However, the lesser-known or lesser-thought-of devices, like medical devices from CPAPs to heart and blood pressure monitors to glucometers, are vital to the sustainment of life and some are entirely dependent on internet connectivity.
If these devices or instruments are life-threatening, a network needs redundancy, which like for an alarm system, the redundancy would be internet and cellular.
Agents are trained and educated on a wide variety of devices to speed up first call resolution and reconnect end users to the IoT.
What Types of Equipment Are Agents Familiar With?
Contact center agents are familiar with many makes and models of modems and routers, they may even be experts, but what does that mean for you and your company?
Sure, most contact centers will have a basic understanding of DOCSIS 3.0 or 3.1 (Data Over Cable Service Interface Specification) modems, they may know or have experience with MikroTik, or maybe they’re experts with Ubiquiti. The list goes on… but being able to actually see the network can prove to be a big factor for a prompt resolution.
NOC monitoring gives a contact center insight. If a contact center can collaborate with a network operations center (NOC), or if network monitoring is part of the support services offering, it can be much easier to identify problems.
For instance, if a company has Ruckus controllers in an apartment complex, the contact center can trace issues and errors back to the access point while working with NOC technicians who are actively monitoring.
A technician can go into the zone controller to find information and know whether the access point is not performing, or if it is just totally down.
Another example would be if a customer (end user) has Plume. They can do self-diagnostics, but a contact center agent will also see the network in their home. An agent can quickly see if different devices are in use, or if too many devices are connected.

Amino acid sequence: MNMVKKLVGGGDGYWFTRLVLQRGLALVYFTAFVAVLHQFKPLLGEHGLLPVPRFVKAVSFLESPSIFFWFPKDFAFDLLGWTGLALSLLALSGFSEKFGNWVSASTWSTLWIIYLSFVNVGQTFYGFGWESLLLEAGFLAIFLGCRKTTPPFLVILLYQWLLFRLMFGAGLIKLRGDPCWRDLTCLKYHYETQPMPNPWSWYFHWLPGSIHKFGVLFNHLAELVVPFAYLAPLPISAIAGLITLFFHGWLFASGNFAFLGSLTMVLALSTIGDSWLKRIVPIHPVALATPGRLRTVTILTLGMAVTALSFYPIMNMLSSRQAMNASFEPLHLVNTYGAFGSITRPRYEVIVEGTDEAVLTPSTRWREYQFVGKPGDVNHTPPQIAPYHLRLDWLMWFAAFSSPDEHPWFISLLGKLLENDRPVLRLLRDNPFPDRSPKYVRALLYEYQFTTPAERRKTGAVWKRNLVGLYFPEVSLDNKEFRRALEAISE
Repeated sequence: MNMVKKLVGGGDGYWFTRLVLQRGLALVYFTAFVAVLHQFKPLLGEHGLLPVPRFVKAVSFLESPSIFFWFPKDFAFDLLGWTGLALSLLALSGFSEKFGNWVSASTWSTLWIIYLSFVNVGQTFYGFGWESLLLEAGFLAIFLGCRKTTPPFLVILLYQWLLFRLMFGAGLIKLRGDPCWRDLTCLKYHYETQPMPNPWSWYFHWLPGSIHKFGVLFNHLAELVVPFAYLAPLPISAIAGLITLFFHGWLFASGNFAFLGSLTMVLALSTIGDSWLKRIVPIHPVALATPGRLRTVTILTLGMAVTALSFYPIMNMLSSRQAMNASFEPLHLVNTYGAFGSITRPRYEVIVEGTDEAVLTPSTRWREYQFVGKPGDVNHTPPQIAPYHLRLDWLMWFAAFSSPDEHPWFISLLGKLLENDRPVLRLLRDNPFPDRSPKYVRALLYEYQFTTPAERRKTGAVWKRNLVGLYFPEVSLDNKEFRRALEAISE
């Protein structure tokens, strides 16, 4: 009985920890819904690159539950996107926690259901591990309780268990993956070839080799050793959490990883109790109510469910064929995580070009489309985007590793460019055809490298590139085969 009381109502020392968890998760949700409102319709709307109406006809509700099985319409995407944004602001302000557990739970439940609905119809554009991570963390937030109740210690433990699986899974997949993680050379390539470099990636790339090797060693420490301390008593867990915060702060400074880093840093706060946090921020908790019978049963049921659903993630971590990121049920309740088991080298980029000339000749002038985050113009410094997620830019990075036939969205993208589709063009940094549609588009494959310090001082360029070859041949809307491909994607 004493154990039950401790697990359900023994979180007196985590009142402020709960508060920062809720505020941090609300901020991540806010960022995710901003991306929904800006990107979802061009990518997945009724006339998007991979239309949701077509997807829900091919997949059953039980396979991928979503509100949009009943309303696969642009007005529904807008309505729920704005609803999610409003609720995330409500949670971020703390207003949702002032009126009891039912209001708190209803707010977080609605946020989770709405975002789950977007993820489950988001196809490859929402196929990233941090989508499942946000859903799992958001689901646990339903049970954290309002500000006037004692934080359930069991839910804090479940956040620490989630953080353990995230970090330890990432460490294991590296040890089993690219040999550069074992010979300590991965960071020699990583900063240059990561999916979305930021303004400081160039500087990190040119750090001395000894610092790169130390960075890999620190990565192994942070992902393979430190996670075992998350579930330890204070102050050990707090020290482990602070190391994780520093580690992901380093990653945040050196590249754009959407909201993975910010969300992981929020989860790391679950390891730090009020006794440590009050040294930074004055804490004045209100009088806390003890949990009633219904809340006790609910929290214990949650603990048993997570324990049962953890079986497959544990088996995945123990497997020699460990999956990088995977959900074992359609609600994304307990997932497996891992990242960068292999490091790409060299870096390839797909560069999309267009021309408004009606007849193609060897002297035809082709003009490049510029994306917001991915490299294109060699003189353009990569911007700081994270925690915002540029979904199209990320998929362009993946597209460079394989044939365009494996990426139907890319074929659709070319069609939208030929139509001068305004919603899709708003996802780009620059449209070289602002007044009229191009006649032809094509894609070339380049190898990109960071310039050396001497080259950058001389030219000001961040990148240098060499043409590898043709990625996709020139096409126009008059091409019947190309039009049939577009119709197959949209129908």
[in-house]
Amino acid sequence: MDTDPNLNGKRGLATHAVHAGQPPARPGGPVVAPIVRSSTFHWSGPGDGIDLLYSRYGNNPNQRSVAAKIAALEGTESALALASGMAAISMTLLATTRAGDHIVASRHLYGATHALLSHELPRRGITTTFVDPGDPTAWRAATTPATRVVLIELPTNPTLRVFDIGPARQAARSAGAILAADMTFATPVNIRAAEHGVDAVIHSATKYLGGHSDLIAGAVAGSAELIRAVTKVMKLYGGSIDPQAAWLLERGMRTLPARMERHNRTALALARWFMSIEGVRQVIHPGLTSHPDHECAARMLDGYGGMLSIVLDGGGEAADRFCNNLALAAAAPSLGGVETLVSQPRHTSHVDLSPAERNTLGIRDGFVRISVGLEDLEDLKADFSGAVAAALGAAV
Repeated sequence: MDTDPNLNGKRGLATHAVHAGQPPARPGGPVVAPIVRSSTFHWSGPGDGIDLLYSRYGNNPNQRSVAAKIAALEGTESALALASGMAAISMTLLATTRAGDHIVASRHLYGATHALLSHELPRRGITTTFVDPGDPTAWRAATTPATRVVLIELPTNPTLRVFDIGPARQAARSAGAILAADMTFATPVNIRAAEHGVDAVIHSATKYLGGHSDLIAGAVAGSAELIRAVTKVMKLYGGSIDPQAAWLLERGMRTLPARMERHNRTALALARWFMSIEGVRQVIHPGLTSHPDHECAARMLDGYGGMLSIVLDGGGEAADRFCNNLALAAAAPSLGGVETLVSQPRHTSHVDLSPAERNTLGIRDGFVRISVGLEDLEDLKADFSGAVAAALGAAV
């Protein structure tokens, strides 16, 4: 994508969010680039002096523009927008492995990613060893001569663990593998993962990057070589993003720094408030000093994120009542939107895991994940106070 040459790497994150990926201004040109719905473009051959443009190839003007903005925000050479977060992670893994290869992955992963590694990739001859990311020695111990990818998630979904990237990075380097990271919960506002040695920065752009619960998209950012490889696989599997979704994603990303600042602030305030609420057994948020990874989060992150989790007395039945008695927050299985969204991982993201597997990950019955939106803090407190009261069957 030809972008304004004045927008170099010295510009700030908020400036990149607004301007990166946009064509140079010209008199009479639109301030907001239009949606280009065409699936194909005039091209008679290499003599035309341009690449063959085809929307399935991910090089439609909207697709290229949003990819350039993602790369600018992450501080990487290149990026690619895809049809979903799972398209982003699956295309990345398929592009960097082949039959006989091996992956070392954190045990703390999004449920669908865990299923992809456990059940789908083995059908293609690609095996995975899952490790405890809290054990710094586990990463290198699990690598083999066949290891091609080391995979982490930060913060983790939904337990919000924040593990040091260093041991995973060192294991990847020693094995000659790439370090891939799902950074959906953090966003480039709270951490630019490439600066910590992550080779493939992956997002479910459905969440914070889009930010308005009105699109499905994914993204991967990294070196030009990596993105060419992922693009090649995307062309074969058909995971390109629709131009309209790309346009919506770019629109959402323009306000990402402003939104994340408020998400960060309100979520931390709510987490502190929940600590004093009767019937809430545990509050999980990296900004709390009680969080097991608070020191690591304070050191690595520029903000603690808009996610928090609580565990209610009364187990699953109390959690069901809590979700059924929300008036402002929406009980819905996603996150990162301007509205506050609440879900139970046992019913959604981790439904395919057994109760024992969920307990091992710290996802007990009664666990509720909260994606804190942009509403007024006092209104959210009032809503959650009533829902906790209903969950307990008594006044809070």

The question here becomes, are you monitoring your network? Can your company see what is happening or are you troubleshooting after the fact? Is your company totally dependent on what the customer is experiencing?
Your first line of defense should not be the end user.
Improving First Call Resolution (FCR)
First off, it is extremely expensive to roll a truck in the event of an outage or general network issues.
The expenses involved speak for themselves: labor and technician wages; and vehicle maintenance, insurance, and fuel. Further, there is the unseen cost of a technician spending time on projects that produce future revenue, not spend it.
With the continual release of products and devices connected to the Internet, the probability of equipment failure also increases. Identifying the simple fixes—the human errors the end user overlooks—and resolving those calls in a timely manner will ultimately cut costs.
If you’re getting 3,000 calls per month and a contact center can cut the truck rolls down by 10%—that’s 300 truck rolls at $100.00 and a savings of $30,000 by simply identifying and resolving an issue without an unnecessary, on-site escalation.
A good contact center with well-trained agents can offer up a similar scenario.
Customer Experience (CX) and Why It’s Important
Beyond truck rolls, the name of the game is customer experience and satisfaction. But what is customer satisfaction anyway?
Does your company really know what your customers think at the end of the call or at the end of each ticket? Are you using surveys to gather insights, comments, concerns, etc.?
This type of information will help gauge overall levels of satisfaction, and it is something contact center agents frequently report on.